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After a much needed meal at the Train Wreck pub in Burlington (how appropriate) we get out our sleeping bags and find some shade at the high school designated for our exchange with the other van. All over the schools lawn teams are sleeping, fueling or just chilling. Team spirit is alive and well in these events. Some go all out with costumes and themes. We see two team members dressed as sumo wrestlers preparing to meet their runner. The “butt girls” as we have named them, are all running with plastics bare butts around their waists. These runs are hard enough as it is, why make it harder? Another team is dressed as the cast of Star Wars. Storm Trooper and all. We are Team Reruns Eh. We proudly represent Canada in our red and white maple leaf t-shirts with some embellishments provided by Sharon. We can easily identifiy Emily by her sparkly tutu. We wonder how van 2 is doing? It’s hot and they have some serious elevation to run.

At about 6:30pm our second legs start. It will be dark soon so we all make sure we have our night gear. Reflective vest, butt flasher and head lamp. My second leg starts at about 9:30pm. It’s pitch black as I ran up the hill and around the corner in a light rain. I hear bull frogs croaking in the ditches and imagine some backwoods crazy jumping out and pulling me into the woods. It weird what goes through your head when you’re running alone in the dark. All the runners I had seen during the previous leg have suddenly disappeared. Did I smell that bad? Slowly they start coming up behind me. One at a time they pass me. Good job. Good job. They each say as they motor past me. I was probably at about 13km and I needed to walk for a bit and stretch my calves. A guy comes up behind me and says “Don’t stop.” Under my breath I say “Asshole.” Two seconds later another guy passes me and says “You’re doing great. Keep it up”. As he catches up to the asshole who has just passed me he chastises him for being negative. My faith in runners is re-established.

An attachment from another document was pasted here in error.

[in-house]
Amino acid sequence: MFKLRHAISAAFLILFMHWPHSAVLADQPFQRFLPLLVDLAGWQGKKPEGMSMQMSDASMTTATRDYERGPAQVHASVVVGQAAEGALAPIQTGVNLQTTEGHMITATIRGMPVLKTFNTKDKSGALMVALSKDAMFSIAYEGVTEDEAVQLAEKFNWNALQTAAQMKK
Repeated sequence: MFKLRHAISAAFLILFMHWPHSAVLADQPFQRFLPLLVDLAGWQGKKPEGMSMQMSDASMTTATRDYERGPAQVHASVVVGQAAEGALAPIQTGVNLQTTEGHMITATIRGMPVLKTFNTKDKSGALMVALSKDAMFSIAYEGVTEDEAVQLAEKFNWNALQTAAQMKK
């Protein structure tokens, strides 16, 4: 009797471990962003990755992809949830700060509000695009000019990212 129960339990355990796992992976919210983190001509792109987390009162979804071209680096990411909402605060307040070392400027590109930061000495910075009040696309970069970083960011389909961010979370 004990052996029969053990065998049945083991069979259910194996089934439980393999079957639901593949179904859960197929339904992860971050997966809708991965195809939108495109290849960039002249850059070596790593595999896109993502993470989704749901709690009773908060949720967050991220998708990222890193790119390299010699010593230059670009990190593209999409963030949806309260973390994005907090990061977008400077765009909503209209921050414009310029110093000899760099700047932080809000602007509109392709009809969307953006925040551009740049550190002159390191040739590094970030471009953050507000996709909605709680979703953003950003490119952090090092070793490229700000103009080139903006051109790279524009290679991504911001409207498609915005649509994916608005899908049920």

So we are done with our second legs and it’s time to get some rest. We drive to Oak Harbour and find some space in the gym to lay out our sleeping bags. It’s 1:15am. Within minutes we were all asleep. Okay, maybe not everybody as Donna made the unfortunate choice to lay down beside somebody who snored; loudly. In what seemed like about 10 minutes it’s time to get up. it’s 4:30 am.  At this point the only thing keeping us going is the fact that we know this will be our last leg. When this one is done we were finished. It’s cool and threatening to rain. The last runner for van 2 is coming in. They have had a brutal night. Three of their head lamps died, Leanna had to give another team her flashlight as their headlamp died too and didn’t have a back up and Rosa tripped and gashed her knee. They are still smiling though.

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At this point you can tell that runners are tired. Stiff legs and lack of sleep is catching up with everybody. My final 8km leg is along a beautiful shady road with views of the water. I could have just stopped and headed down to the beach. No, really I could have, that’s how tired I was. Somehow, though, we all manage to cut a few minutes off our projected times and arrive in Coupeville ahead of schedule. Chris, van 2’s first runner, is fueled with a good breakfast and ready to go. They have gotten some rest and are also looking forward to their last legs. It’s an amazing feeling knowing that you have accomplished so much in really, a very short time. As Jen said on Saturday night when it was all over, it’s a leap of faith to get into a van with 5 women who you may or may not even know and push yourself to do things you probably have never done.

At about 3:45 pm as we all run across the finish line together I think to myself, The Best Thing in Life is spending 33 hours in a van, finishing a race with 11 other crazy women and having memories and friendships that will last forever. It is a leap of faith that I will most likely take again…..but not for a couple of years.